The 7 Stages of Alzheimer’s Disease
While every person with Alzheimer’s disease may have slightly different experiences, they tend to have a similar trajectory from the moment the illness begins until its end.
Some medical experts describe its progress as being in three stages (early, moderate and end) but the most common description is that there are seven stages of Alzheimer’s. Specialists divide it into seven stages because they believe this is a more useful aid to help understand the early progression of the illness.
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What are the seven stages of Alzheimer’s disease?
Dr Barry Reisberg, of New York University, developed the system that recognises seven stages. His framework has been used by multiple healthcare providers and also by the Alzheimer’s Association. His system divides the progression of the illness into the following stages:
Stage 1: In the first stage, the person does not display any obvious symptoms. There are no memory problems or any recognised symptoms of dementia.
Stage 2: During the second stage, the person may notice a very mild decline in their memory, such as losing things around the house, but it is similar to ordinary age-related memory loss. It is unlikely that physicians or loved ones will suspect Alzheimer’s.
Stage 3: A mild decline may be experienced and friends and family members may start to notice the person has cognitive problems. Physicians will be able to detect this impairment through memory tests. The person may have difficulty in using the correct word during a conversation and remembering new acquaintances’ names. They will struggle to plan and organise anything and will tend to lose personal possessions more often.
Stage 4: In stage four, a moderate decline will lead to clearer symptoms of Alzheimer’s. The person is likely to have problems working out simple mathematics, have poor short-term memory (even when it comes to what they ate that morning) and they may struggle to manage bills and their own finances. They might forget details of their own life and what has happened in the past.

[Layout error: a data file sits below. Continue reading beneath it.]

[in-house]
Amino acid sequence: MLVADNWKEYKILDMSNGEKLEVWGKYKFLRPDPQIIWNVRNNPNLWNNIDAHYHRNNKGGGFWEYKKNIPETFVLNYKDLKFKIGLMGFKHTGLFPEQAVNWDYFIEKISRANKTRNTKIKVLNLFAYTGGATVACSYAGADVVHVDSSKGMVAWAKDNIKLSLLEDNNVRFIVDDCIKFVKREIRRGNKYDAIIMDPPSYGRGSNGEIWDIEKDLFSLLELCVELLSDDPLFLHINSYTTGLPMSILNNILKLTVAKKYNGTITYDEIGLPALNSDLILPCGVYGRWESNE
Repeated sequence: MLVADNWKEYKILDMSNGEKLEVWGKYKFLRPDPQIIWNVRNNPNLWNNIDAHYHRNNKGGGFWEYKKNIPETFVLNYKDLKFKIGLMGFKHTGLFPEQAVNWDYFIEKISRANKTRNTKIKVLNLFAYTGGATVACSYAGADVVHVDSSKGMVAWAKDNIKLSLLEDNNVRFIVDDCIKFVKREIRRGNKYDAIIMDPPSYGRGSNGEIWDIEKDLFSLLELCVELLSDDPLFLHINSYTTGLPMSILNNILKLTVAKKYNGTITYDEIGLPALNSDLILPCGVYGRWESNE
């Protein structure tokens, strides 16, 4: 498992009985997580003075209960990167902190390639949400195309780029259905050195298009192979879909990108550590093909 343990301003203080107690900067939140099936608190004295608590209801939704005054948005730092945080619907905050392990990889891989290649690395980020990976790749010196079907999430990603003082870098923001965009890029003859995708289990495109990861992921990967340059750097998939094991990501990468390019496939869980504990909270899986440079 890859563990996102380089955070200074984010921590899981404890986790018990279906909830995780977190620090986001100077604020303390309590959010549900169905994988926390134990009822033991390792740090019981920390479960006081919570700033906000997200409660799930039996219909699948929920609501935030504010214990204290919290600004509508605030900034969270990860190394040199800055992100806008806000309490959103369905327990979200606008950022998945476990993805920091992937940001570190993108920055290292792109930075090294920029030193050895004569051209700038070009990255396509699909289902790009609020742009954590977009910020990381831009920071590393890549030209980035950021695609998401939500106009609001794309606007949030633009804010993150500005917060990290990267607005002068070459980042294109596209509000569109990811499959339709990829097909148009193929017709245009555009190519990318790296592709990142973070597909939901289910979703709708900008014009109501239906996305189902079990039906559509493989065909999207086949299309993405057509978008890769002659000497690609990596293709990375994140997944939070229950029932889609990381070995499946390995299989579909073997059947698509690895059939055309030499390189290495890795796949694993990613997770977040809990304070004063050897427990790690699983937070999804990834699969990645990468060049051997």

Stage 5: A moderately severe decline will occur and the person will need help with ordinary daily activities. They may feel significantly confused and may forget things, such as their own phone number. In some ways, such as bathing and using the toilet, they can often maintain functionality. They will still know their own family members and usually remember details of their childhood.
Stage 6: When stage six begins, the person with Alzheimer’s will need constant supervision and usually professional care. They feel confused and seem unaware of their surroundings. They may be unable to recognise people, other than their closest family members and friends, and will forget most details of their own life. They may also have major personality changes and behaviour issues and will need help with their daily hygiene. They are likely to need a specialist sleeping solution, as there’s a risk they will climb or fall out of bed and wander off.
Stage 7: The final stage sees the person go into a very severe decline. Alzheimer’s is a terminal illness and at this stage, the person will be unable to respond to their environment or communicate with others. They may be able to utter a few words and phrases but will have no insight into their condition and require help with all their daily living activities.
There is currently no cure for Alzheimer’s disease, although research is ongoing. Medication is available which can temporarily reduce the symptoms, while support is available to help a person with the condition and their family or carer cope with day-to-day life.